Masquerade is a public spectacle based on disguise. It conceals and resists knowledge. In many ways it is unknowable. But in the ethnographic museum masks are presented as if they reveal the mysteries of a culture and its cosmology. Museums pin them down in glass vitrines and furnish them with explanatory labels. As a result African masks are often presented as static symbols of the identity and material culture of rural communities from a bygone era. But masking has always been current, reflecting the times in which it is performed, and the landscapes - including cities - that masked spirits encounter.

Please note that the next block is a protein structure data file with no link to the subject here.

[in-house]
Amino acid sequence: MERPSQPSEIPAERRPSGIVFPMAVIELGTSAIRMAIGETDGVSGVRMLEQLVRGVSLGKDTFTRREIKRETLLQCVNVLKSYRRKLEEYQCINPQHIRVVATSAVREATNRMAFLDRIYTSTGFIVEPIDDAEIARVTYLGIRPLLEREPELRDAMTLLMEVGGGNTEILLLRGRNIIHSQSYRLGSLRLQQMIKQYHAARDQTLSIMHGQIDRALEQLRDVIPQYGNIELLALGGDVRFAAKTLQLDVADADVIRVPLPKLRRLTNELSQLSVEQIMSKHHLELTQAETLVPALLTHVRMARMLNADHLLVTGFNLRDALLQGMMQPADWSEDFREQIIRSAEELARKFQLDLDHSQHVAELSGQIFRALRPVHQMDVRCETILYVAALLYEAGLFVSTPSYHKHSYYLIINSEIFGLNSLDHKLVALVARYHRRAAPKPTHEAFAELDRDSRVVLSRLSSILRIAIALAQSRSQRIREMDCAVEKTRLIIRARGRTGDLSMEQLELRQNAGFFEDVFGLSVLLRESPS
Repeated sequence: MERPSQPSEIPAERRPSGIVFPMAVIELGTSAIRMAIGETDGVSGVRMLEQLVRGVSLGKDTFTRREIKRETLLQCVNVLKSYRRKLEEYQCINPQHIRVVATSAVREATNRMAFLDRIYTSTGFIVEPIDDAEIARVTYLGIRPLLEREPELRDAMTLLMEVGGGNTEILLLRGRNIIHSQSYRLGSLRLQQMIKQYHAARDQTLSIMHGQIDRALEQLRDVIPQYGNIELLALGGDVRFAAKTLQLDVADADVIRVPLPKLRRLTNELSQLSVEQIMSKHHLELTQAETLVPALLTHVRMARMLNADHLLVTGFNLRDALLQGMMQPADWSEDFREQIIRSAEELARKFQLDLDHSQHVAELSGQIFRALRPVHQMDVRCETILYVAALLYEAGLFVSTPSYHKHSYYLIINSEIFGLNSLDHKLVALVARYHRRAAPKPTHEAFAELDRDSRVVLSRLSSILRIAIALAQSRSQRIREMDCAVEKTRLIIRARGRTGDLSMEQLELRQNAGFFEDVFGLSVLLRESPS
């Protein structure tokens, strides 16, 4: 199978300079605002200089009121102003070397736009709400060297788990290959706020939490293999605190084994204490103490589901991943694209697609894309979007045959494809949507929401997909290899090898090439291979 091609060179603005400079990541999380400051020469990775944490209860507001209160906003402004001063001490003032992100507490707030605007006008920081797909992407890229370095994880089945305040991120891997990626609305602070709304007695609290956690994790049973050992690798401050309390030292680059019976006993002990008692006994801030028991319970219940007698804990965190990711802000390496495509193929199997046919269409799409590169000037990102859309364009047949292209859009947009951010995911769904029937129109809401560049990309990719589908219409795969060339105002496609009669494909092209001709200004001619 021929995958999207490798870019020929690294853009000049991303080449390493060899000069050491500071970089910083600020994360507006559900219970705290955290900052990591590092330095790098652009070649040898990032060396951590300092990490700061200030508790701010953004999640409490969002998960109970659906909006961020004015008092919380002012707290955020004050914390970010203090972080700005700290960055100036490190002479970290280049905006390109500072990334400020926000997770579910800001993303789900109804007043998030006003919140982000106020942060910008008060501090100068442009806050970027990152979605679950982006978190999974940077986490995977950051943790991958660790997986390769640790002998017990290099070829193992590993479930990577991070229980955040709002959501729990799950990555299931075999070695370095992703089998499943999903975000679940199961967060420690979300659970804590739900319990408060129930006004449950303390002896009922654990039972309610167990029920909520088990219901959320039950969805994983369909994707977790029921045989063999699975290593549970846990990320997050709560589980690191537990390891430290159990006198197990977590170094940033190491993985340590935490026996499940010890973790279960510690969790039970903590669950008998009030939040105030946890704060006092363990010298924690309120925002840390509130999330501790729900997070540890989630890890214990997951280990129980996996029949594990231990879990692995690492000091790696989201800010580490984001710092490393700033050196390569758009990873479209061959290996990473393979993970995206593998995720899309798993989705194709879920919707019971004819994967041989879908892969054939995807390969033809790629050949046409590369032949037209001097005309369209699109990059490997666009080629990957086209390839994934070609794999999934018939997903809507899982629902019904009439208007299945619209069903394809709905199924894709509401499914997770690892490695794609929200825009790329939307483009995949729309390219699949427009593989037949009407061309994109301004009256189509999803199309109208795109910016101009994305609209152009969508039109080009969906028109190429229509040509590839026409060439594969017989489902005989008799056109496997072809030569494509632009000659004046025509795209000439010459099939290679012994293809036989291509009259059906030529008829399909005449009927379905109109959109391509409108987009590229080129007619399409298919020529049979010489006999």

A talk by one of the curators of Pitt Rivers Museum's current exhibition.